There are other approaches that can be implemented as well using Microsoft Azure Cloud Storage, but with the StorSimple device it provides a significant step forward for cities and towns that have struggled to keep up with the ever growing demands for storage. Every town that has considered implementing a cop-cam officer mounted video camera solution will immediately face significant data storage and backup needs and StorSimple can play a key role in managing these costs.

As a partner with BlumShapiro Consulting, Michael Pelletier leads our Technology Consulting Practice. He consults with a range of businesses and industries on issues related to technology strategy and direction, enterprise and solution architecture, service oriented architecture and solution delivery.

The Business Value of Microsoft Azure – Part 2 – Active Directory

This article is part 2 of a series of articles that will focus on the Business Value of Microsoft Azure. Microsoft Azure provides a variety of cloud based technologies that can enable organizations in a variety of ways. Rather than focusing on the technical aspects of Microsoft Azure (there’s plenty of that content out there) this series will focus on business situations and how Microsoft Azure services can benefit.

There are many risks that businesses and governmental entities face when it comes to data loss. Most have taken steps to do things like encrypt hard drives, enforce password change policies and limit the use of consumer oriented applications like Facebook. However, one the biggest gaps that exist has emerged as a result of the prevalence of Software as a Service (SaaS) solutions. These cloud based systems require little to no IT involvement to get up and running. A consequence of this ease of deployment is that countless new opportunities for compromise emerge.

Let’s take something like a file sharing service. Whether it’s Dropbox, box, or some other solution, an individual in an organization can quickly set it up with a username and password and begin sharing files inside or outside the organization. In most cases this isn’t carried out by a nefarious user with malicious intent. Rather, it’s set up to address a specific business need. Perhaps it’s a new product catalog and price list that’s too large to send to distributors via email. While this sounds good on the surface, let’s fast forward six months…

Six months after the service has been in use there are now a couple dozen fellow employees using the service, all with an individual username and password. The CIO finally becomes aware of this because he gets a link shared with him from one of his employees that takes him to a file in a box account. He immediately spots a problem – what happens if one of these employees leave?

  1. We don’t know that they are using the service
  2. We can’t terminate their access
  3. We have no ability to enforce any password complexity or change frequency requirements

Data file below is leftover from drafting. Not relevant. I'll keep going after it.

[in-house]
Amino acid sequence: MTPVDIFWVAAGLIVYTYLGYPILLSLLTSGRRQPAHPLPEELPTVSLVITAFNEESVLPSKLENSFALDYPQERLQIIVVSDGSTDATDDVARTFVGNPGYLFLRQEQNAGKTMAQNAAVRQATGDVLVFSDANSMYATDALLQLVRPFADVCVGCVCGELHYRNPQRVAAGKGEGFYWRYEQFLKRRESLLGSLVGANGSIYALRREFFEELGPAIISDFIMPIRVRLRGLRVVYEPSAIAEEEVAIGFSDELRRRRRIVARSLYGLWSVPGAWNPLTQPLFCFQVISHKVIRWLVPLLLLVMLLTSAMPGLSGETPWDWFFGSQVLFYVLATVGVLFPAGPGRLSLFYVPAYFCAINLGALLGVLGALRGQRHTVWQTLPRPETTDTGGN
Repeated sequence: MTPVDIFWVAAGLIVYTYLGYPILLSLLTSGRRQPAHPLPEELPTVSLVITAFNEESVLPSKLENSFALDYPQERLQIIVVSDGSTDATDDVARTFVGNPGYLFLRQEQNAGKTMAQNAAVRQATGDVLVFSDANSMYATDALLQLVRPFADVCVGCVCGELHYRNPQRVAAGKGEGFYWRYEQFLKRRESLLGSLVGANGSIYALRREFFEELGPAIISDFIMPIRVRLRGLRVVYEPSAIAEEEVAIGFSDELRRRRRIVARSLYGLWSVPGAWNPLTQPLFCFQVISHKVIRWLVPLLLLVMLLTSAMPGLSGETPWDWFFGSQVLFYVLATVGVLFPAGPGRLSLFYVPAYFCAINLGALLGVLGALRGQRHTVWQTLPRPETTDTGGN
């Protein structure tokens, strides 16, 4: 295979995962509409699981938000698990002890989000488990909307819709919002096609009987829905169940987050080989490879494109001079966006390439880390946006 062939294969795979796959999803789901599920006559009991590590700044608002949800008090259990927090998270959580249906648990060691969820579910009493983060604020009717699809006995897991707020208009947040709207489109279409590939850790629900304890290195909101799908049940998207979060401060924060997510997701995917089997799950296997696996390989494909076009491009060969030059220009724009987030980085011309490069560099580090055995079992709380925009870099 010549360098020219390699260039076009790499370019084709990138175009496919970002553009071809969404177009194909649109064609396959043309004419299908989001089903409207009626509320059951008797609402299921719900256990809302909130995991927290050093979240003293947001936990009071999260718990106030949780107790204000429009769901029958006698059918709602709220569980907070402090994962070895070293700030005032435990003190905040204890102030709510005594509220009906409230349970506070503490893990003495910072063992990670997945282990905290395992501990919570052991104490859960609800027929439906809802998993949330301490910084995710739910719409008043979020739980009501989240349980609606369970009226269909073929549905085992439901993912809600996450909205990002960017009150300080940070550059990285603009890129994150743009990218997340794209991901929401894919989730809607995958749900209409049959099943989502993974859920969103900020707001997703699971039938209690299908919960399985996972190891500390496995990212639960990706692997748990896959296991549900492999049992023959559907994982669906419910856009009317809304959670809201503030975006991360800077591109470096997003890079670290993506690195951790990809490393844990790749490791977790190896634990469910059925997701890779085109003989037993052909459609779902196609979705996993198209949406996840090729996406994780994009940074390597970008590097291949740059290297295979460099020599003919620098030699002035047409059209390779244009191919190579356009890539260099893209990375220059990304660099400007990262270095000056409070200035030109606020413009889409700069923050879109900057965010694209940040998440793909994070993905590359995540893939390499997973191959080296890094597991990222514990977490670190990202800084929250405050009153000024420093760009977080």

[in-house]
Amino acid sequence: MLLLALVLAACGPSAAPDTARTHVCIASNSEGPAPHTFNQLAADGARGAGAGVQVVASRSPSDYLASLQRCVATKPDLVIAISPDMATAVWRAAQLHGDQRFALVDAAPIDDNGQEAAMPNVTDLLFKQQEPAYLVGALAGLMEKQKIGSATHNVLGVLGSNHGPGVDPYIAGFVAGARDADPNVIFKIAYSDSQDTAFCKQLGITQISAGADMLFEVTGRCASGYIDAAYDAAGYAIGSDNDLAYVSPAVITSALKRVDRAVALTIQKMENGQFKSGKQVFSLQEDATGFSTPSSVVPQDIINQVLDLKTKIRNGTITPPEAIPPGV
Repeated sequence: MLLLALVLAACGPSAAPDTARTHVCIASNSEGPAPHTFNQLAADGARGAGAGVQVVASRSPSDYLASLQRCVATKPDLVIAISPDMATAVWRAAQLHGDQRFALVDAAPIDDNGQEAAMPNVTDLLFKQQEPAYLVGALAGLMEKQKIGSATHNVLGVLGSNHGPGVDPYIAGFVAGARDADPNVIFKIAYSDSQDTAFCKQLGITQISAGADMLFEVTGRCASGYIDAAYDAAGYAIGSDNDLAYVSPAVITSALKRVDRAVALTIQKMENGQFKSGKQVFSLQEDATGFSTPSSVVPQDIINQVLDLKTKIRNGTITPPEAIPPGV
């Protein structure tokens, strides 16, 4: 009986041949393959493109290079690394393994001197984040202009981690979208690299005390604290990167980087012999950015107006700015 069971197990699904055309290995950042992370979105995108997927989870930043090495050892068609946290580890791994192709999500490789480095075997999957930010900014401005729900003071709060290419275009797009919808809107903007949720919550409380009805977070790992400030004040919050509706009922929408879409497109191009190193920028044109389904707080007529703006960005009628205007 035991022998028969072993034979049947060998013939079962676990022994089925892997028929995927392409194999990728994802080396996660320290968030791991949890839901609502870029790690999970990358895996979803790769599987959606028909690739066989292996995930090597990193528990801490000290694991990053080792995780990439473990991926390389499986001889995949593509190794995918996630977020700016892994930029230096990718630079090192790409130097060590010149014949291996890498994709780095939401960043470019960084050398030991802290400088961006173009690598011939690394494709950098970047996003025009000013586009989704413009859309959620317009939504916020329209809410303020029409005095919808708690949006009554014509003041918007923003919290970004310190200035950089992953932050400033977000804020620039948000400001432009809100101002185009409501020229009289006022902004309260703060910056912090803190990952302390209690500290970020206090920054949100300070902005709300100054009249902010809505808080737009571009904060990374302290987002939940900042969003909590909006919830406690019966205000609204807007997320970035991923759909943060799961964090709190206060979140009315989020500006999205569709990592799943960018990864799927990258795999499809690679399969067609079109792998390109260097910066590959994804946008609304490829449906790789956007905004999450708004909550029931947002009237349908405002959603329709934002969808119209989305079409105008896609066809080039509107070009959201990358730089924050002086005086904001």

Now, there are a variety of solutions to this problem. First, the CIO could disable access to box and prevent users from using the service. OneDrive for Business, part of Office 365 could be implemented as a secure, enterprise alternative. However, what if the CIO didn’t want to take away this service, but have more control over it. Is there a solution?

Enter Microsoft Azure Active Directory. Microsoft Azure Active Directory provides a variety of services to the enterprise that can help our CIO. First and foremost is the Access Panel portal for Single Sign On (SSO) based access to SaaS applications. This allows the CIO to configure access to box so that the user actually uses their standard Active Directory credential to authenticate against box. This also means that when that employee leaves or is terminated and their Active Directory account is disabled…so too is their access to box!

In addition to the Access Panel, another key feature is something called Azure Active Directory Cloud App Discovery. This service allows a small agent to be deployed to an end user workstation which allows for access to various cloud services to be monitored. This is a huge benefit to IT organizations because they:

  • Get a summary view of the total number of cloud applications in use and the number of users using cloud applications
  • See the top cloud applications in use within the organization
  • See top applications per category
  • See usage graphs for applications that can be pivoted on users, requests or volume of data exchanged with the application
  • Can drill down into specific applications for targeted information
  • Can view which users are accessing which apps
  • Can easily proceed to integrate an application with Azure Active Directory

There are many other reasons for organizations to look at Azure Active Directory, but this is the first one that pops into mind whenever I think about security risks and simple ways to reduce exposure while still providing end-users with access to the productivity applications they desire.

As a partner with BlumShapiro Consulting, Michael Pelletier leads our Technology Consulting Practice. He consults with a range of businesses and industries on issues related to technology strategy and direction, enterprise and solution architecture, service oriented architecture and solution delivery.